I’ve written a few things recently which have elicited some pretty “passionate” responses and I’ve been trying to put my finger on precisely what it was they had in common. More than that though, there’s been a theme that’s really irked me and I reckon I’ve worked out what it is: people are mounting security arguments from within bubbles.
One of those was about unhealthy security absolutism amongst certain people who bemoaned the fact that you can go out and get SSL for free from CloudFlare in about 5 minutes flat. It’s not that they were unhappy with the fact that websites presently bereft of any SSL could get it easily, it’s that the SSL may not be perfect. In their bubble, they’re looking at the security and measuring it against the ideal state of perfection we’d all like to be striving for. Now that’s a good goal, but by neglecting to measure against the present reality and instead decreeing that “it’s not perfect therefore its useless” (or various sweeping statements to that effect), they totally miss the point of just how much we gain over the present status quo with so little effort.
It was a similar story yesterday when I wrote about my analysis of the Dropbox hack and how I’d established the legitimacy of the breach data. It wasn’t my methodology that people had problems with, rather the fact that cloud storage was never to be trusted for anything. Dropbox had a security incident ergo “the cloud” is bad and you should use it for cat pictures and that’s about it. Now let us not downplay the significance of it – it was a major event that should never have occurred – but a 4-year-old incident like this which exposed strong hashes is not grounds for throwing out every modern day cloud implementation. What it is grounds for is to remind us of why things like multi-step verification in conjunction with strong passwords created and stored in a password managers are important. Speaking of which…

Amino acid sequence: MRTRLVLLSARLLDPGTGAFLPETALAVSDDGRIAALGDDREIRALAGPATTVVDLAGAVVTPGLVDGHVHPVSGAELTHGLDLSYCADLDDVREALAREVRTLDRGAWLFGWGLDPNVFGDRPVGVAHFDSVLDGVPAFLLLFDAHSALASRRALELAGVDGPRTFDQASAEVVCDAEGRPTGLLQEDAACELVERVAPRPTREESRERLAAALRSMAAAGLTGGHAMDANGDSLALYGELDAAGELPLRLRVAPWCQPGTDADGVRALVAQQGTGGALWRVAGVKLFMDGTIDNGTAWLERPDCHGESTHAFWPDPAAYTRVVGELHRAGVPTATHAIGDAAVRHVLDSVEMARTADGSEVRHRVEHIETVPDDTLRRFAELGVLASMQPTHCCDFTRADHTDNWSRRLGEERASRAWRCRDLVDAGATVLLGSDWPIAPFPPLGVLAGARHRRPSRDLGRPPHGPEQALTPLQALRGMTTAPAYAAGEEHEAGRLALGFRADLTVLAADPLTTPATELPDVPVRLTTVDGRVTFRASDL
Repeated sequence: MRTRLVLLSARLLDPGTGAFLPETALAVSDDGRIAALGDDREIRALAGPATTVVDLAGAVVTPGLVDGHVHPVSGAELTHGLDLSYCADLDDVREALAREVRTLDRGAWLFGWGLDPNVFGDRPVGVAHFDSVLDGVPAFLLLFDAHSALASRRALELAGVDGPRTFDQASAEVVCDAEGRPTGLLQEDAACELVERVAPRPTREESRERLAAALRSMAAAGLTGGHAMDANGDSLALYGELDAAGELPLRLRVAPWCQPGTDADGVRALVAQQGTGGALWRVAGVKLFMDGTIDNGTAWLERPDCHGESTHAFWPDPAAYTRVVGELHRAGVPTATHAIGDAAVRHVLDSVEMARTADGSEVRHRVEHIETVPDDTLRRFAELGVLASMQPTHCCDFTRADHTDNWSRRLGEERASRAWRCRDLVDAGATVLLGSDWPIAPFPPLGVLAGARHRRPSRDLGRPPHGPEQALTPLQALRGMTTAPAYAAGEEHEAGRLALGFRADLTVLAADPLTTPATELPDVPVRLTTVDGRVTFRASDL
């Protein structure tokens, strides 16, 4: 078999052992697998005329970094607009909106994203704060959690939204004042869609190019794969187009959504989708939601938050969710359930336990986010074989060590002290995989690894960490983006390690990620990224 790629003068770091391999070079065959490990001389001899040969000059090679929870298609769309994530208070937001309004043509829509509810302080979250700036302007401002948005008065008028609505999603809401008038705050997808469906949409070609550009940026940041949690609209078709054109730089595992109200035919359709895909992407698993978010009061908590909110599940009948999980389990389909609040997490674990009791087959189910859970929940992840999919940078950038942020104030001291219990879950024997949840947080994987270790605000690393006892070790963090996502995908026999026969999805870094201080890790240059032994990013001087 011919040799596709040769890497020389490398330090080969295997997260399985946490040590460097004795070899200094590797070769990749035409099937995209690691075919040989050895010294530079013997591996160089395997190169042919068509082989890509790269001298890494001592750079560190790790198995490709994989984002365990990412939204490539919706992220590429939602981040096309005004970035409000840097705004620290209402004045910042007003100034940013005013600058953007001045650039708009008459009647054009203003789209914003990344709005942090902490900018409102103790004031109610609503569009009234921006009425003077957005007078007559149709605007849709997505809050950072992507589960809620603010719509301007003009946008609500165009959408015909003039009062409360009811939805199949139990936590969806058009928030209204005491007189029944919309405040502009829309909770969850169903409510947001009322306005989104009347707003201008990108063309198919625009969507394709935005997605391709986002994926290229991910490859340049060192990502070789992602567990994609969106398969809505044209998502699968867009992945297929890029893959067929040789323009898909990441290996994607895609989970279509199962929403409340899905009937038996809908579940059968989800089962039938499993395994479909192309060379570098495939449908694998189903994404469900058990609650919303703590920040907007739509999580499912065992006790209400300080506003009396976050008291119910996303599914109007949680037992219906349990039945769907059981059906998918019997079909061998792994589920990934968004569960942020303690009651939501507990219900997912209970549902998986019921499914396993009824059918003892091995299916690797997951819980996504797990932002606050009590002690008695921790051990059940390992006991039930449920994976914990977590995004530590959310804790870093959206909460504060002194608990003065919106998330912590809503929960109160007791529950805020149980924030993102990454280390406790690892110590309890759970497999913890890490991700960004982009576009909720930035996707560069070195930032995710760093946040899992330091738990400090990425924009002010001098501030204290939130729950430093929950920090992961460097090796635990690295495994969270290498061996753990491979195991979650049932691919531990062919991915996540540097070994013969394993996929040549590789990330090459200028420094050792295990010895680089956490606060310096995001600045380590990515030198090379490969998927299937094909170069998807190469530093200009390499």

Every time there’s the slightest inkling of a problem with a password manager there’s a chorus of individuals wanting to burn them at the stake. Never mind that the risk isn’t exploitable unless you’re in the middle of a solar eclipse standing on the leeward side of a grassy knoll in the Scottish Highlands (or an equivalent highly improbable series of circumstances), it’s a good headline so yeah, down with password managers. Of course the alternative is we go back to using our inferior human brains to memorise and then reuse a small collection of poorly chosen passwords (which sadly, is the normal state of affairs anyway), but that alternate reality never seems to feature in the arguments.
The point of all this is that discussions about encryption or cloud storage or password managers or any other security construct for that matter, need to occur in a holistic fashion that looks not just at the technology in question, but how it stacks up against the alternative approaches. Problem is, that requires a lot more considered thought which apparently, is just not appealing to some people.